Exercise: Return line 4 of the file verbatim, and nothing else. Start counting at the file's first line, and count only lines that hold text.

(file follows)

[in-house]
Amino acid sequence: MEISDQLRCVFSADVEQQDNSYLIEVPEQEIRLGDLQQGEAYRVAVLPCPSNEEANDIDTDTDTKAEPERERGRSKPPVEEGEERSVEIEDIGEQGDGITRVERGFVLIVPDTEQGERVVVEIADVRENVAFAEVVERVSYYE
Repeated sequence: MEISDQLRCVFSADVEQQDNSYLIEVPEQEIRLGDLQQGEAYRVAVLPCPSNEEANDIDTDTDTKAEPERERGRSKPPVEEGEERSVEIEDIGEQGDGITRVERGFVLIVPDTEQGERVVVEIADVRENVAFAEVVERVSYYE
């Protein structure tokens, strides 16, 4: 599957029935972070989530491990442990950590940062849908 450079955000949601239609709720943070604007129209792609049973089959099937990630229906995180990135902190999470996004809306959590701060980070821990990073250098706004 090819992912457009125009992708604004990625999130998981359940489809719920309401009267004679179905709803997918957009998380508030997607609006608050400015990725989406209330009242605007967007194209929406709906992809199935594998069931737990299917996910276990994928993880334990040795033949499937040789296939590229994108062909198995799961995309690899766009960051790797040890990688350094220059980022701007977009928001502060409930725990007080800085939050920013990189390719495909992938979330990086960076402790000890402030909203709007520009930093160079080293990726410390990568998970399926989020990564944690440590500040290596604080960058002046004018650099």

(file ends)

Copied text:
């Protein structure tokens, strides 16, 4: 599957029935972070989530491990442990950590940062849908 450079955000949601239609709720943070604007129209792609049973089959099937990630229906995180990135902190999470996004809306959590701060980070821990990073250098706004 090819992912457009125009992708604004990625999130998981359940489809719920309401009267004679179905709803997918957009998380508030997607609006608050400015990725989406209330009242605007967007194209929406709906992809199935594998069931737990299917996910276990994928993880334990040795033949499937040789296939590229994108062909198995799961995309690899766009960051790797040890990688350094220059980022701007977009928001502060409930725990007080800085939050920013990189390719495909992938979330990086960076402790000890402030909203709007520009930093160079080293990726410390990568998970399926989020990564944690440590500040290596604080960058002046004018650099």